Anti-car Sadiq Khan is destroying London
Sadiq Khan’s latest plan to make it harder to drive should worry us all. It’s the worst assault on motorists we’ve ever seen. The London Mayor is determined to price working people off the roads and has ignored their overwhelming objections, giving them no choice, time or opportunity to avoid a ruinous bill. If Mr Khan gets away with this, any other city or regional mayor can impose reckless driving charges across the country. It must be stopped.
First, it is worth explaining why the expansion of London’s Ultra Low Emission Zone (Ulez)would be so disastrous. The current, daily, £12.50 Ulez charge will no longer be contained to central London, where there are the best public transport options and car ownership is low. From August 2023, he will charge the capital’s outer boroughs too, with their car-reliant suburbs and rural villages, hitting more than 200,000 older, non-compliant cars and vans daily.
The mayor’s activist supporters may justify this assault by claiming it is a tax on the wealthy – but it is those on the lowest incomes who will be hit the hardest. Indeed, Transport for London’s (TfL) own analysis shows that more than 50 per cent of outer London households earning as little as £10,000 a year own a car, with car ownership rocketing to 70 per cent of households earning above £20,000.
Does the mayor know what his tax raid would do to such people, who rely on their cars not just to work and pay their bills, but also to shop or visit family and friends? He should leave the comfort of City Hall and come to the doorsteps of my constituency, Orpington, on the very edge of Greater London, where thousands (83 per cent of households own a car) could be hit with an eye-watering annual driving bill of up to £4,500.
Mr Khan should be reminded that, unlike residents in Islington or Camden, my constituents don’t have access to the Tube or trams. They can’t be zoomed across the capital on the shiny new Elizabeth Line. They do have Southeastern trains into central London, but in recent months these have often been disrupted by strikes, leaving people stranded.
Moreover, not everyone is a commuter; many work in and around our community, and some work in Kent and other areas outside Greater London. This is not unique – it is similar across many outer London boroughs, where even those with a Tube station often rely on their cars to access the public transport network.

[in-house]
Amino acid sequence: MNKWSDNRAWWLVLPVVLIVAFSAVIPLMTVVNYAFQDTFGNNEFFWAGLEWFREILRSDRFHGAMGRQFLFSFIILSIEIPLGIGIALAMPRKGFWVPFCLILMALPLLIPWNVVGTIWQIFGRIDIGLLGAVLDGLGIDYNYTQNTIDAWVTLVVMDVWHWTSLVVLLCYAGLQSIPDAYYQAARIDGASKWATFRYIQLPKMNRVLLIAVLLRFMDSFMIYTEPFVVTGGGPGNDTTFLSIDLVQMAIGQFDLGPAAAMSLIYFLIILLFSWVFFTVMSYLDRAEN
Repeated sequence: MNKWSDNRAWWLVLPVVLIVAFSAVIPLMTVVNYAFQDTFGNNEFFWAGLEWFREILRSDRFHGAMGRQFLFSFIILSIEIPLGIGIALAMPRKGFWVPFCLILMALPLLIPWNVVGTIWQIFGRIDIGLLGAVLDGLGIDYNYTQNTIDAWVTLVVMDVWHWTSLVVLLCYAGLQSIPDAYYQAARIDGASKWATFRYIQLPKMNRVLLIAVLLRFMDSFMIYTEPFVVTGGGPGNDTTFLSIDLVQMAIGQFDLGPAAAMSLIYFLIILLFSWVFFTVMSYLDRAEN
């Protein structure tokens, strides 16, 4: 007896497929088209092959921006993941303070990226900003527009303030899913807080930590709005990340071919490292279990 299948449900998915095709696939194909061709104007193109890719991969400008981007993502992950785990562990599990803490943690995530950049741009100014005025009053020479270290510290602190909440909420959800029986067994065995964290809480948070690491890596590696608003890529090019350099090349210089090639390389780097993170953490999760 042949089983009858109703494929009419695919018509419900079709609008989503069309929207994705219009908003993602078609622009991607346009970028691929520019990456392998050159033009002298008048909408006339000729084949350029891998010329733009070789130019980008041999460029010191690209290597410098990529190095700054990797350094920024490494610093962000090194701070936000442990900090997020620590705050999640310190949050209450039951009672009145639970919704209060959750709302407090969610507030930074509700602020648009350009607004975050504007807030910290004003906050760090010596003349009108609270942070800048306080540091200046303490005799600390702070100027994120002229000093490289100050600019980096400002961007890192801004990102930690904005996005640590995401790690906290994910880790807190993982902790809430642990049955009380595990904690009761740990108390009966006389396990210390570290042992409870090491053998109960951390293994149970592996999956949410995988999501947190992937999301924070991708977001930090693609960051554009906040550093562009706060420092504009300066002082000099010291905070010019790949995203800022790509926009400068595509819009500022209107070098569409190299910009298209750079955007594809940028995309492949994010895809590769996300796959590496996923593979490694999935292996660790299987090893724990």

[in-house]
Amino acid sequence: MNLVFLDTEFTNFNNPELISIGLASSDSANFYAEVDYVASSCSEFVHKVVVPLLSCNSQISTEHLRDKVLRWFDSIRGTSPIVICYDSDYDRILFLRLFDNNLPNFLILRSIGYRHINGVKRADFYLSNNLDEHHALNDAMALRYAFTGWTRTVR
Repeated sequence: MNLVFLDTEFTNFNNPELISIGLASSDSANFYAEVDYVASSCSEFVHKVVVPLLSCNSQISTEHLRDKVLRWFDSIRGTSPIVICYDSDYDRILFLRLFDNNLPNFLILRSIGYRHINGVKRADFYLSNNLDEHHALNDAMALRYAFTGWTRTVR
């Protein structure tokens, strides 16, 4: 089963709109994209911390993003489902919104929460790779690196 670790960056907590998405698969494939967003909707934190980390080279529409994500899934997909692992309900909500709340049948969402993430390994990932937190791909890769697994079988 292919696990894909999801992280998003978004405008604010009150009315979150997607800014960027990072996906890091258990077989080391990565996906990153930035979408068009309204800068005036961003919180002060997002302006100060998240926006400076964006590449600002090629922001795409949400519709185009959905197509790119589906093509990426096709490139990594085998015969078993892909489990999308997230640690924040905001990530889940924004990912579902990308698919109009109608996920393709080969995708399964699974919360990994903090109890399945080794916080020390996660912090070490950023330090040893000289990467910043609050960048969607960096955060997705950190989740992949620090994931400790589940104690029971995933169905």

But it seems Mr Khan is imposing his extra tax precisely because of – not in spite of – our reliance on cars. He claims to want to improve air quality, but it is really about raising money to save his failing administration. According to TfL’s impact assessment, the air quality benefit from expanding Ulez would be little to negligible. But with hundreds of thousands of people being hit by the new charge every day – or indeed the new hiked fine of £180 for failing to pay the charge – the mayor’s cash grab will raise millions.
There is real danger in this for the rest of the country. If Mr Khan gets away with it, he will have set a precedent for other cash-strapped city and regional mayors eager to make up their budget deficits. They will view it as an easy cash injection as opposed to the more tenuous task of spending taxpayers’ money responsibly. They will drool over their London counterpart’s ability to stage a highway robbery that no one voted for and that a consultation rejected.
Any councillor in the country knows a local authority cannot legally impose car-parking charges, fines or traffic-enforcement measures purely to raise money. But Mr Khan is exposing a loophole: all you need to do is tie the driving charge to poorly reasoned air-quality concerns, give people just nine months’ notice, hike the fine for non-payment, and target areas where you will catch the most people.
It is immoral and unfair, especially during an energy crisis and rising inflation but, shamefully, his war on cars might well succeed unless an urgent campaign is mounted.
It is time ministers looked seriously at the accountability of directly-elected mayors. Devolution has some benefits, but localism doesn’t work when the administrative system suffocates local democracy.
Article by Gareth Bacon MP first published by The Daily Telegraph.